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Finding St. Anthony: His Art and Miracles View Comments
By Marion Amberg

Santeros Roberto Gonzales and Ernesto Salazar fashioned this bulto (statue) of St. Anthony preaching to the fish.

ST. ANTHONY, please help me find my keys.” “St. Anthony, I lost my job and need to find a new one.” In some regions of the country where St. Anthony is revered as a celestial matchmaker, single women pray, “Oh, lovely St. Anthony, find me a lovely husband.” And if you’re a writer, you might beg the Franciscan saint to help you find the right words!

What reader hasn’t asked St. Anthony of Padua—patron of lost items and many other causes—for help in finding something? But how many of us ever go looking for St. Anthony? If we did, we’d find the friar’s likeness chiseled in stone, painted on murals, carved in wood and etched in stained glass.

He’s seen embracing the Christ Child, preaching to fish or holding a white lily, a symbol of purity. “Tony” even guards the poor box at the Jesuit-run Immaculate Conception Church in New Orleans, Louisiana. The poor box often benefits from the good fortune of bettors at a nearby racetrack.

What do all these artistic renditions have in common? They depict the amazing faith story and intercessory powers of this irresistible and universally loved saint. Come, St. Anthony is waiting to be found—in some very inspiring and miraculous artwork!

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Writing from New Mexico, Marion Amberg researched and composed this story with a statue of St. Anthony—carved from a table leg—at her side.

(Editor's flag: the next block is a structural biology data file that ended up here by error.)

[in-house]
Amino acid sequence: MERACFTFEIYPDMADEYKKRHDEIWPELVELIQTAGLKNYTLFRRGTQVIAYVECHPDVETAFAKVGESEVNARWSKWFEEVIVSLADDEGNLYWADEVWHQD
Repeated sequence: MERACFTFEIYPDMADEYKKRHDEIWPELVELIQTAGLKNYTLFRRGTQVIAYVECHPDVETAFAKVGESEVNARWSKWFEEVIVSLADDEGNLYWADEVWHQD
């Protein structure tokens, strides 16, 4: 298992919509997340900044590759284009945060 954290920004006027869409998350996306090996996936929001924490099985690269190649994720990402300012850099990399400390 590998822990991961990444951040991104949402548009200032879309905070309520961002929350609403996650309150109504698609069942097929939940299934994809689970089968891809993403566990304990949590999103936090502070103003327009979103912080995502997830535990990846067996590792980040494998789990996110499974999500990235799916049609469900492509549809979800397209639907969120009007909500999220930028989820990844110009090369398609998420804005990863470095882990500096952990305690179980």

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Bridget: From age seven on, Bridget had visions of Christ crucified. Her visions formed the basis for her activity—always with the emphasis on charity rather than spiritual favors. 
<p>She lived her married life in the court of the Swedish king Magnus II. Mother of eight children (the second eldest was St. Catherine of Sweden), she lived the strict life of a penitent after her husband’s death. </p><p>Bridget constantly strove to exert her good influence over Magnus; while never fully reforming, he did give her land and buildings to found a monastery for men and women. This group eventually expanded into an Order known as the Bridgetines (still in existence). </p><p>In 1350, a year of jubilee, Bridget braved a plague-stricken Europe to make a pilgrimage to Rome. Although she never returned to Sweden, her years in Rome were far from happy, being hounded by debts and by opposition to her work against Church abuses. </p><p>A final pilgrimage to the Holy Land, marred by shipwreck and the death of her son, Charles, eventually led to her death in 1373. In 1999, she, Saints Catherine of Siena (April 29) and Teresa Benedicts of the Cross (Edith Stein, August 9) were named co-patronesses of Europe.</p> American Catholic Blog Teaching by example forms a durable base from which to form character. It is the base, but alone it won’t raise the kind of person you want. Being a moral adult is fundamental to teaching children morals. But it is not sufficient, in and of itself.

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